Lawrence D. Ziegler
Work in the Ziegler Group pioneered a number of frequency domain spectroscopic techniques (UV resonance Raman, resonance rotational Raman, resonance hyper-Raman spectroscopy) and helped establish various time domain methodologies in the visible and UV as applied to studies of chemical, biological and materials systems. Current investigations also incorporate ultrafast IR and SERS based approaches for both molecular and cell-level studies.
- B.S., SUNY Stony Brook, 1971
- M.S., Cornell University, 1974
- Ph.D., Cornell University, 1978
- NIH Postdoctoral Fellow, 1979-1981
- National Research Council – NRL Cooperative Research Associateship Award, 1981-1983
A recent Ziegler publication on femtosecond solvation dynamics in supercritical fluids (J. Chem. Phys. 131, 054501 (2009) was featured as a research highlight on the Journal of Chemical Physics website home page and selected for the September 2009 issue of the APS Virtual Journal of Ultrafast Science .
Current research activities in the Ziegler laboratory are centered on two types of optical spectroscopic methodologies: femtosecond laser spectroscopy and surface enhanced Raman spectroscopy, each employing matter-radiation interactions to address different questions about biological, chemical or materials systems.
- Ultrafast multidimensional IR studies of hydrated phospholipids and nucleic acidsare carried out to learn about the structure and fluctuation properties of “biological waters”. Vibrational energy relaxation and IR photon echo measurements of a reporter molecule (N2O) are used to characterize the static and dynamic properties of these special waters. Interfacial waters of lipid bilayers and nucleic acid structures are central factors influencing the way these molecules interact with their surroundings, mediating membrane, nucleic acid and protein interactions. (with Shyam Erramilli group).
- 2DIR studies of a reporter molecule in supercritical fluids are performed to understanding the fluctuation dynamics of SCFs in the vicinity of the critical point. The goal is to develop a better dynamical description of molecular motions and structures in SCFs in order to explain the special solvation properties of these fluids.
- A novel combined ultrafast experimental-computational approach has been developed to also learn about the nature of solvation in SCFs. The observed ultrafast coherence decays of J-level specific rotational Raman transitions, combined with mixed quantum-classical MD simulations provide a detailed molecular level description of the fluctuation dynamics in these SCFS as a function of density (with the David Coker group).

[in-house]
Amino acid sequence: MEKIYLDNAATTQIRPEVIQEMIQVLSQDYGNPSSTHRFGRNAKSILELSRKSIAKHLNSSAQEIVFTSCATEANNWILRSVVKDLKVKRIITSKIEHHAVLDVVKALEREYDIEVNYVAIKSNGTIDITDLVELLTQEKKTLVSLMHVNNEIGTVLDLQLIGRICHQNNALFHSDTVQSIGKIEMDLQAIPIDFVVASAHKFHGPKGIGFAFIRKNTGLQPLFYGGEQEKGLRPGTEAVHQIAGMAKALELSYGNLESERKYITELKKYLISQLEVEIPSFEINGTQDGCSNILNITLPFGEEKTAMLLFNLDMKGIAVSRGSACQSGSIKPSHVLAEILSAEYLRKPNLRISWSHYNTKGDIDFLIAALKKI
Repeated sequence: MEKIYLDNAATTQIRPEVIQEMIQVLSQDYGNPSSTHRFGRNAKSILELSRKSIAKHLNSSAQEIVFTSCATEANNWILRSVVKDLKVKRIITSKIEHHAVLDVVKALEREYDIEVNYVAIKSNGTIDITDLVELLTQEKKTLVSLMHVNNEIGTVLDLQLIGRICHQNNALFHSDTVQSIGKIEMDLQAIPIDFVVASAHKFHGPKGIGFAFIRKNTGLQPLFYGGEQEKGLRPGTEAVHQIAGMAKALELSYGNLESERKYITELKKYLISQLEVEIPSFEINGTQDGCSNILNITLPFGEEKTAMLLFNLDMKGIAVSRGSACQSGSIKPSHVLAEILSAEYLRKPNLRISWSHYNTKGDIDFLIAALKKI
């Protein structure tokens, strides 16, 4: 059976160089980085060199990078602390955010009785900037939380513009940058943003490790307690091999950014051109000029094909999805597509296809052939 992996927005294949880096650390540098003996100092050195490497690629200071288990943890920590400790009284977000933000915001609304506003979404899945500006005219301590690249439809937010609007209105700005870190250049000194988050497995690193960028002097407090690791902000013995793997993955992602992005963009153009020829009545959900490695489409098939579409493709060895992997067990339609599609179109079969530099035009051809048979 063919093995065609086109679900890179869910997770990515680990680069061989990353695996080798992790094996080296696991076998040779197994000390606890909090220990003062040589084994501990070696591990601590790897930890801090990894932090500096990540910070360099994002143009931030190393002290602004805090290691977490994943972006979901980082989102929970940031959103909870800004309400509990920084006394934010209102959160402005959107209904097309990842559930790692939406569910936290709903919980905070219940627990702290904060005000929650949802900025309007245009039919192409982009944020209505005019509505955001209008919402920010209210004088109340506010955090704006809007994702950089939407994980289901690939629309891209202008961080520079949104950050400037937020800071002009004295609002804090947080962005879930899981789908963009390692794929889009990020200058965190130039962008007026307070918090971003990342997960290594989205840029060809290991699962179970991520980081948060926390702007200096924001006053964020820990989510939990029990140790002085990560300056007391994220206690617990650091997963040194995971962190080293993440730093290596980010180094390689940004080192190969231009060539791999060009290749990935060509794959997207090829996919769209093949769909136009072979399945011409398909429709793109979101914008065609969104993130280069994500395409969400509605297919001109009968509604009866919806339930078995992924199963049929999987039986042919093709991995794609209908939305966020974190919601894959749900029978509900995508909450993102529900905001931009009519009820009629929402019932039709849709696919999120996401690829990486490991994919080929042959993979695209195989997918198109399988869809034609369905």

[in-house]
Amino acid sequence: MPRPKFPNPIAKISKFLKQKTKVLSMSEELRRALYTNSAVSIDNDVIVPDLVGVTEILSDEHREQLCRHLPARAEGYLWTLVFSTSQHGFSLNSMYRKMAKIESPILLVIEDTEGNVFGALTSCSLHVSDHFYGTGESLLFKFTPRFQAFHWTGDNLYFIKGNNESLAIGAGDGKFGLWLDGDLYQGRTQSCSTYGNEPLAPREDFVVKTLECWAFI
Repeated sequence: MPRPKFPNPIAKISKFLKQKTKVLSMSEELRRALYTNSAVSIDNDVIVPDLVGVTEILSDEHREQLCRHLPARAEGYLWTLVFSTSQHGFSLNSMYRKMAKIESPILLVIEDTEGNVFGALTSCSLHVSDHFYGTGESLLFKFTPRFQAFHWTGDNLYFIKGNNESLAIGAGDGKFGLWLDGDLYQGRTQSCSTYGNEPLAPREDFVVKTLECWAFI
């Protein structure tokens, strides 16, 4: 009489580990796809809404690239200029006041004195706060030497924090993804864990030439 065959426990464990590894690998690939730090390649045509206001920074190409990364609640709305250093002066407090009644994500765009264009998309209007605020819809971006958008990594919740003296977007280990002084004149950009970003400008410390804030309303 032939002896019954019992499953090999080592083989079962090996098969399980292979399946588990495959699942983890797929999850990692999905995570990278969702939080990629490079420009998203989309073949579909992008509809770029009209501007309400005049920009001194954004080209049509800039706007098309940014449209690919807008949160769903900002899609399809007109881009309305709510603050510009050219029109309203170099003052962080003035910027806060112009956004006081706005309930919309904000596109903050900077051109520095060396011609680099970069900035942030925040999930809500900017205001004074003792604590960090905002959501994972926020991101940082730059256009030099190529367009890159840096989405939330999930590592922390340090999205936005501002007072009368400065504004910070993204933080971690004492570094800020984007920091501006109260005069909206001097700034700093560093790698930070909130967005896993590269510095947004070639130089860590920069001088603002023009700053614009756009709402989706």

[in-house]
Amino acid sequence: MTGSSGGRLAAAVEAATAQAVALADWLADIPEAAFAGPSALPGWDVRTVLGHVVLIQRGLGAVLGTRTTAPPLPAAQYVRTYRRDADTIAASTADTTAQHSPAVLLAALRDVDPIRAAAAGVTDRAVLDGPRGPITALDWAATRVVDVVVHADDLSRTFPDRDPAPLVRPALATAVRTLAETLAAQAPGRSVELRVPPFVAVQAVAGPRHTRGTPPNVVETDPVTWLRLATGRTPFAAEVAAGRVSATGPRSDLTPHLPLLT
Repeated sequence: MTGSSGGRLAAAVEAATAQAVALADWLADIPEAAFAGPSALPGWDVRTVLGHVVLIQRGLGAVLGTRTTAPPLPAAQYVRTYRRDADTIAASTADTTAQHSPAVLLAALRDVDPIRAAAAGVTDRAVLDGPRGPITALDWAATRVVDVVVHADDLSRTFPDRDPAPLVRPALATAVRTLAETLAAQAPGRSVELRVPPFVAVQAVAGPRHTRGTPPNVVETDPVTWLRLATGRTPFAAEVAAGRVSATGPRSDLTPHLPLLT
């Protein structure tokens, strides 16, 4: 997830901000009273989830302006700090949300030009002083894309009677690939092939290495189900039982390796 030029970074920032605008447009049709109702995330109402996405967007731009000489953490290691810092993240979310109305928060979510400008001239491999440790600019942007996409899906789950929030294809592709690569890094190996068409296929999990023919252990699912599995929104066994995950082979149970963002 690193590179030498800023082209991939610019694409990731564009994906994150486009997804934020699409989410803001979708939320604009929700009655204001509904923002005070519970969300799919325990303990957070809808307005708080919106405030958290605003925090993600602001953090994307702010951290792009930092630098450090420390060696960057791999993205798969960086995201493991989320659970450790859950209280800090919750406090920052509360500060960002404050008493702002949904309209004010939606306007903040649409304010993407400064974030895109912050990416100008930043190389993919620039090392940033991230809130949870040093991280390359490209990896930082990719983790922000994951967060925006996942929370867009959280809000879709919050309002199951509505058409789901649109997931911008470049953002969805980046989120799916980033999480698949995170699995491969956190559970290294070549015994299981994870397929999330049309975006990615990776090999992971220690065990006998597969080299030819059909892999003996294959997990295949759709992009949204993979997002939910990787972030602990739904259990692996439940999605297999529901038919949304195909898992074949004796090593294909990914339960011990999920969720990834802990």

- Surface enhanced Raman spectroscopy is being developed as a methodology for rapid, sensitive (single cell level), species and strain specific, portable detection and identification of bacterial cells. Sample preparation (with Kathy Clapperich) and SERS substrate development (with Bjoern Reinhard, Luca Dal Negro) are also components of this project along with analytical software development. An additional goal of this project is to provide a molecular level description of the chemical activity of bacterial cells at their outer layers as reflected in these SERS signals.
- Ultrafast studies of some novel semiconductor materials including ; ZnO single crystals (with Enrico Bellotti), Si nanocrystals (with Luca Dal Negro), GaN thin films (with Ted Moustakas), single walled carbon nanotubes (with Anna Swan). Transmission and reflection pump-probe and photon echo measurements are used to learn about the earliest electronic relaxation properties in these materials.
Techniques & Resources
- Ultrafast laser systems:
- A high repetition rate (100 – 300 kHz) Ti:sapphire regenerative amplified femtosecond laser (<50 fs) pumping an optical parametric amplifier (OPA) is used primarily for solid state and chemical studies in the UV or visible.
- A kHz, 7.5 W regeneratively amplified Ti:sapphire (< 35 fs) system pumps 3 OPAs primarily for multidimensional femtosecond IR studies.
- SERS studies are carried out in our dedicated Biosafety Level 2 laboratory
Our doctoral students benefit from a rich environment for interdisciplinary computational science research at Boston University that is complemented by participation in active collaborations with leading experimental biophysical research labs.
What’s Next for Graduates of the Ziegler Group?
The blend of skills required to carry out the spectroscopic studies pursued in the Ziegler lab is intended to impart a broad and thorough background in current experimental techniques (optics, laser design and maintenance, electronics, interfacing, programming, biological and chemical sample preparation) and fundamental matter-radiation physics which are central to a range of careers in the physical sciences. Recent graduates have gone to academic, government or corporate research centers: